The Court previously held that Congress validly allowed states to be sued for violations of the “family care” provision of the FMLA, since that provision was based on evidence that family medical leave policies discriminated based on sex. In today’s decision, the Court ruled that Congress lacked the power to abrogate states’ immunity.

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Decision in Brinker v. Superior Court: Employers May Not Interfere with Workers’ Right to Meal Breaks

On April 12, 2012, the California Supreme Court issued its much-awaited decision in Brinker Restaurant Corp. v. Superior Court, clarifying an employer’s obligations to provide hourly—or non-exempt—workers meal and rest periods.

On the central question of what it means to provide meal periods, the Brinker decision concluded that “an employer’s obligation is to relieve its employee of all duty, with the employee thereafter at liberty to use the meal period for whatever purpose he or she desires, but the employer need not ensure that no work is done.” The Court reasoned that requiring an employer to police its workers’ breaks would contradict the principle that the employer relinquishes all control during breaks. The Court clarified further than an employer cannot impede breaks by pressuring workers against taking breaks, create incentives to forego breaks, or encourage skipping breaks. In doing so, the Court reaffirmed the long-standing principle that California’s workers are “entitled to uninterrupted half-hour [meal] periods in which they are relieved of any duty or employer control and are free to come and go as they please.”

David Lopez

EEOC General Counsel David Lopez Visits Legal Aid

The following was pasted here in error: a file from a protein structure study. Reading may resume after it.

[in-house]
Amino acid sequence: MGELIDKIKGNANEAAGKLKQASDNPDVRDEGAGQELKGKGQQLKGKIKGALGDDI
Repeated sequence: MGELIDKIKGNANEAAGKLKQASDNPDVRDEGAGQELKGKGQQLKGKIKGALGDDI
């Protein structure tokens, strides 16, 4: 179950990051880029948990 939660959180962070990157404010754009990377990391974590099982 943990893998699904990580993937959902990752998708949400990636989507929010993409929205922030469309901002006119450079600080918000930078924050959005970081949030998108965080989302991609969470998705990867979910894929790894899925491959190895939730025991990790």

David Lopez, General Counsel of the U.S. Equal Employment Opportunity Commission (EEOC), visited the offices of Legal Aid on Wednesday March 21, 2012. Lopez, the first field staff attorney to be appointed as the EEOC’s General Counsel, spent an hour and a half with Legal Aid staff, government representatives and community advocates outlining his mandate and program for the Commission and answering questions about how the Commission can be supportive to those working against discrimination in the workplace. Joining Lopez for his presentation was Regional Attorney William Tamayo from the San Francisco EEOC office.

Legal Aid Supports Department of Labor Proposal to Strengthen Protections for Domestic Workers; Calls on Administration to Ensure Funding

The U.S. Department of Labor is currently considering proposed regulations that will improve working conditions for domestic workers across the United States. These regulations would place more workers who provide home care to persons with disabilities, including aging person, under the protections of the Federal Labor Standards Act (FLSA). However, the mechanisms for providing in-home care to disabled persons in the community are complex and underfunded. This raises the concern that these regulations will trigger unintended consequences unless the Administration takes additional steps.

Legal Aid Society–Employment Law Center has submitted comments endorsing these proposed regulations. We have also requested one clarification and set forth additional steps required to achieve fair and just results for both the domestic worker community and the disability community.